He also cites some negatives. I have become a major Kindle fan and share his frustration that some authors are not available. [No Bellow?] Nonethless, it is an amazing device.

10 Ways You'll Erode Trust

My post on 10 ways you'll erode trust is up at the U.S. News & World Report "Outside Voices" page.

Quote of the Day

Go very light on vices such as carrying on in society. The social ramble ain't restful.

- Satchel Paige

Friday, June 27, 2008

Keeping the Dream

An ad campaign that captures the essence of being a Cubs fan.

Direct Action

One way to save part of the Everglades: buy it. Sort of a Nature Conservancy approach.

Lord Jim and Lost Honor

Here's a thought-provoking piece by Bret Stephens on an executive eluding trial by hiding in Namibia and some lessons that can be gleaned from Joseph Conrad.

Much to ponder there. A friend of mine once wondered how people could have known their fate and still stayed in the Alamo. The answer for many of them may have been that they knew something worst would have happened to them had they fled. Lord Jim's greatest flaw may have been his inability to forgive himself and yet one of his greatest virtues could be that he did not easily do so.

The Computer Meeting

I'm convinced that a conversation similar to the following took place at one time in the computer business:

"Okay, the design looks functional enough. The darned thing is even attractive, in a rather sterile way, but aren't you making it too simple?"

"Ah yes. We understand your concern, but turn it around and check out the back."

"It's a mass of wires going every which way."


"The average user won't have any real idea as to which wire should go where. It looks like a fire hazard."

"We know. At one point a team member suggested color-coding and simplication. We fired him. He went to work for a rogue outfit in California."

'This is fantastic. It will keep our customers frustrated, confused, and in awe of our expertise. But what if they click for Help?"

"That's the real beauty of the process. Here, read one of our explanations."

"Let's see. Jargon. Unexplained abbreviations. Numbers. They won't be able to sort this out. The damned thing is like another language!"

"Some of us wanted to use Esperanto but we felt that might be too insulting. Instead, we've adopted a vocabulary that the average person won't possess. Any steps that might be logical to an outsider have been jettisoned."

"I take it that the Joe or Jane on the street has not been consulted?"

"Ah, there you are wrong. We did bring in some outsiders for a focus group, but only so we could retain the most confusing segments. That saved us from slipping into clarity."

"That's fantastic. What's next?"

"We charge them for technical support."

Quote of the Day

Management is 85% of the problem.

- W. Edwards Deming

Thursday, June 26, 2008

Step Back, Geezers

There are some brilliant humorists hidden in the most unlikely places. This comment was to a post by G.L. Hoffman at the U.S. News & World Report Outside Voices section on "How to Manage an Office Full of 20-Somethings":

I am a 20-something and you just need to realize that you are all old and wrinkled and outdated and we are the ones with fresh new ideas so you shuld repect that. and we are used to staying in touch with our friends and peer group and parents so we can stay in touch and it's not fair for you to ask us to turn it off durig the workday. i'm not hapy at my current job but am looking for a new one to find bosses who will pay me what i am worth because i have a college degree and probably know all the latest trends in the business world more than the other people at my job. i do think its a good idea for the old timers to learn the currnet social networks or step back so we can. i could teach them a few things, I bet.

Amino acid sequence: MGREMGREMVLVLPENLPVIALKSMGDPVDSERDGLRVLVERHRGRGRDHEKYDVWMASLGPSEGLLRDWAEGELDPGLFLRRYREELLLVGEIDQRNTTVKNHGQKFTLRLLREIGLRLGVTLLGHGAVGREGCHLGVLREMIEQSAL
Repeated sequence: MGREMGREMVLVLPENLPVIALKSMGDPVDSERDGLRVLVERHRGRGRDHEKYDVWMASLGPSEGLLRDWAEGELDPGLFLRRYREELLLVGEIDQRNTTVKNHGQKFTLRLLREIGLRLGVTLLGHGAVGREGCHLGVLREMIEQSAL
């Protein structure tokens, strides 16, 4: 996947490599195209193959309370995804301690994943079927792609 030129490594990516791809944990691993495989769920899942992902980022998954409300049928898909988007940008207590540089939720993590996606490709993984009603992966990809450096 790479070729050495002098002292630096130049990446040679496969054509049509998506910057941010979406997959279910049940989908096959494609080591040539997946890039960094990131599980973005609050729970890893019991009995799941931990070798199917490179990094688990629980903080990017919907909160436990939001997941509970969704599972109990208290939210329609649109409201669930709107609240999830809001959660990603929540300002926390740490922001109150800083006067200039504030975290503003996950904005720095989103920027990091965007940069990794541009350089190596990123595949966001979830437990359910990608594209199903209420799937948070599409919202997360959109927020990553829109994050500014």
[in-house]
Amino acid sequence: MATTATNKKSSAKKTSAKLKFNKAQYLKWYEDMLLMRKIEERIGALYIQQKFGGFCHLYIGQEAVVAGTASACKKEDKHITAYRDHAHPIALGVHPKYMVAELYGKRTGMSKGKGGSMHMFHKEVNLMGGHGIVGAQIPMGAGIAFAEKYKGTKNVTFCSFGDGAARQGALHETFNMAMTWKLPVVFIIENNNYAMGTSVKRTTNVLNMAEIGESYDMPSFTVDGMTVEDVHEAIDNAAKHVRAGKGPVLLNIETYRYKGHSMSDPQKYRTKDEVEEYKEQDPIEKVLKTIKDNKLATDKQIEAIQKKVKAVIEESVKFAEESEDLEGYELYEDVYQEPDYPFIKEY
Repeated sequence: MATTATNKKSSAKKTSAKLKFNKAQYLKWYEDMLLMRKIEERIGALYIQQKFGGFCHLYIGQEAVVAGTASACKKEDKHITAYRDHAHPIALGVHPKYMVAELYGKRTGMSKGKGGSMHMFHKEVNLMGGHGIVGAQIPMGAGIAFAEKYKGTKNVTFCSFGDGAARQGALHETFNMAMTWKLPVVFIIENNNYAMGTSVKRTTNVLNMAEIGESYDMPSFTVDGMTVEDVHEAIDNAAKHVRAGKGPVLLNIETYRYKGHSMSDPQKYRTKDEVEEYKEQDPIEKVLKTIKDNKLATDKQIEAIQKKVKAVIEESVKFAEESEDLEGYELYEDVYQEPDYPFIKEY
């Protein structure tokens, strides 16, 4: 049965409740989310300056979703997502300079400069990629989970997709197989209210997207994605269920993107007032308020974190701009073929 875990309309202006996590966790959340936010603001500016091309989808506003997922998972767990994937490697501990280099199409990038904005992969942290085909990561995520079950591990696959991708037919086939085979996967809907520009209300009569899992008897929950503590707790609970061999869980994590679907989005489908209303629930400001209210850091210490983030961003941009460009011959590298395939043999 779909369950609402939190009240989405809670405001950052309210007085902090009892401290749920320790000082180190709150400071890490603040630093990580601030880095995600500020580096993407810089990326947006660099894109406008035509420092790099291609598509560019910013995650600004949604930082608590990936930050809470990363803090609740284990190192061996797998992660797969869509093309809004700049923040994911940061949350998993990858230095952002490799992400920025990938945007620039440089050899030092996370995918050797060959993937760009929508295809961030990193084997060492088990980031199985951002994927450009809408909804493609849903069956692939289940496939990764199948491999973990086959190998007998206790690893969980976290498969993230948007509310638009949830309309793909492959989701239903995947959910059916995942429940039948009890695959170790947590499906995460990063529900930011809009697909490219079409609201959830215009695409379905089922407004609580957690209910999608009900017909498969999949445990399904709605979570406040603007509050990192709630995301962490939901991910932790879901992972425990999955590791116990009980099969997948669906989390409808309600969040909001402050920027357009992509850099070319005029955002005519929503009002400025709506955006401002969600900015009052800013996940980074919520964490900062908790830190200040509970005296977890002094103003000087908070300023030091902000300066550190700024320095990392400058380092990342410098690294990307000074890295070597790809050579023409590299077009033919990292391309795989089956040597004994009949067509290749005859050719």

Role Models, Questions, and Happiness

You may recall Arnold Schwarzenegger's formula for becoming governor of California: to form a mental picture of everything a successful candidate would do and then do it.

A collection of questions may arise in other endeavors. "What would Jesus do?" is asked by many Christians when considering daily spiritual guidance. A simple dieting question is, "What and how much would a thin person eat?" Employees are often urged to consider "How would my actions look if described on the front page of the newspaper?"

Psychiatrist Viktor Frankl suggested pretending that you've already done something and then asking yourself how you would feel. That's not a bad question but it may not sufficiently distinguish between how we'll feel immediately after the event and how we'll feel a day later. As Dennis Prager notes in his book on happiness, there is a difference between happiness and fun. Many activities may be fun in the short-term but they won't bring happiness.

And perhaps that's one of the many rubs: sorting out the daily struggle between short-term and long-term interests. A short-term pack of wolves nips at our heels while the long-term bear hibernates. Eventually, of course, the bear will awaken and pay us a visit.

We then learn that we should have given him far more attention.

Humor Break

Writing in City Journal, Stefan Kanfer reviews Jim Holt's Stop Me If You've Heard This: A History and Philosophy of Jokes. An excerpt:

Other times it aims higher: “In some languages,” said the Oxford philosopher J. L. Austin, “a double negative yields an affirmative. In other languages, a double negative yields a more emphatic negative. Yet, curiously enough, I know of no language, either natural or artificial, in which a double affirmative yields a negative.”